Emerging from this introspective shock, I noticed that the article only appeared in one language of African ‘origin’ (not the sturdiest of criteria, but here I’m excluding French, Portuguese, English and Arabic) – Ido. This I found bemusing, as I was pretty sure that Ido was West African (ergo, pretty far from Mozambique). Once again smacked down by Wikipedia, I soon discovered that I was thinking of Igbo (spoken by 24m in Nigeria and Equatorial Guinea); Ido actually appears to be a descendant of Esperanto, and has a paltry 100-200 ‘users’.
And so, I was kind of stunned that an article about one of sub-Saharan Africa’s great independence leaders is available in a range of languages demographically-minor European languages (almost all speakers of which are multilingual), but not a single non-European language of Mozambique, or indeed of sub-Saharan Africa. According to a 2007 survey, Emakhuwa is the mother tongue of around a quarter of the Mozambican population, while only 10% claim Portuguese as their first language (although it is the second language of a further 40%).
Wikipedia handily details all 286 languages in which the page on Samora Machel is available, ordering them by the number of articles for which they are used. Incredibly, only seven ‘African’ languages are in the top 200: Yoruba (75th, with ca. 30k pages); Afrikaans (82nd, 26k); Swahili (84th, 25k); Amharic (112th, 12k); Somali (179th, 2.5k). ; Lingala (194th, 2k); and Kinyarwanda (200th, 1.8k). A further 31 African languages have a ‘wiki-presence’.
It makes sense; if you need to use the web to publicise a product, service or opinion, using Tswana, Kikuyu or Ewe makes little sense. It goes without saying that the global reach of the internet forces suppliers to market their wares/thoughts to a wider audience than they would in previously more localised markets. Uganda alone has over forty languages; although many within the same linguistic group may be mutually intelligible to a degree, the much wider comprehension of English makes it a much more dependable choice for anyone looking to use the web for intranational purposes (let alone international).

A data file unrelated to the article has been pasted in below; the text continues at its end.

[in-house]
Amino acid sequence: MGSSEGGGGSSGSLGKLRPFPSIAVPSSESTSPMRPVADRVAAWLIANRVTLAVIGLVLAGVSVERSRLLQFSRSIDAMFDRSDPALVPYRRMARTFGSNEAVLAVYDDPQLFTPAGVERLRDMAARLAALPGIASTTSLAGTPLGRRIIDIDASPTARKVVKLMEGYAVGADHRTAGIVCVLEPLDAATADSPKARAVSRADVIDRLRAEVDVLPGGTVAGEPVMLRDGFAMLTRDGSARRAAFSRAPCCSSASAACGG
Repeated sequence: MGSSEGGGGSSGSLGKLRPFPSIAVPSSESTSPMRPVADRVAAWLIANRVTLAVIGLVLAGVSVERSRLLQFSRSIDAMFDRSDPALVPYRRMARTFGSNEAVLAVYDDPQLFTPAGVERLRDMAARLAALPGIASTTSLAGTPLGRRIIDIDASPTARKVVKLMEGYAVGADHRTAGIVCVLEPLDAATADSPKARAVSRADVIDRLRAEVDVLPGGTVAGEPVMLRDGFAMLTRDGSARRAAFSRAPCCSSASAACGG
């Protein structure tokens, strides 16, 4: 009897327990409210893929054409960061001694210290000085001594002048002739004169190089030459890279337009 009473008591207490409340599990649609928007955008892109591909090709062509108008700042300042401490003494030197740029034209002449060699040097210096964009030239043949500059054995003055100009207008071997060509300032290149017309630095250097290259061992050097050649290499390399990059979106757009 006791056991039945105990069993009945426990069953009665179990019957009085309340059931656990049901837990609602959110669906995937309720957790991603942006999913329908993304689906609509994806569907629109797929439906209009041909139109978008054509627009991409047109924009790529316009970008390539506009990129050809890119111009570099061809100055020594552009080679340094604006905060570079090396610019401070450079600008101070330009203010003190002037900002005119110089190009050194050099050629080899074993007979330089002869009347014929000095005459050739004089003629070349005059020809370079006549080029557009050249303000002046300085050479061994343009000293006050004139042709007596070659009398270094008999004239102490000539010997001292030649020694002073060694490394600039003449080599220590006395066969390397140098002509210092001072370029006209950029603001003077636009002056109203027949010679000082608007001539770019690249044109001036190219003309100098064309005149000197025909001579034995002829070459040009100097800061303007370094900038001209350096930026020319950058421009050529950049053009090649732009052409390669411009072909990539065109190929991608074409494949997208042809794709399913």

It’s not feasible to hope that individuals and businesses in African countries devote time to the creation and maintenance of web resources in languages other than (and possibly in addition to) those which will allow them to achieve their key economic or philosophical goals. It would actually be pretty paternalistic. But it is pertinent to ask if, as the web becomes an increasingly important mode of communication in ‘developing’ countries, can indigenous languages survive as means of verbal communication while being relegated to digital redundancy? UNESCO estimates that 90% of individuals in developing areas have no access to broadband, but a raft of initiatives (e.g. Inveneo’s BB4G) employing new business models and cheap technologies are changing the connectivity landscape at pace. Avanti’s HYLAS 2 satellite, launched in August 2012, has reduced dependence for millions in eastern and southern Africa on unreliable undersea cables. While cost may still be prohibitive to many, there’s an expectation this will decrease over time. As societies in Africa become increasing engaged in digital communications, how will the position of indigenous languages in the non-digital sphere develop?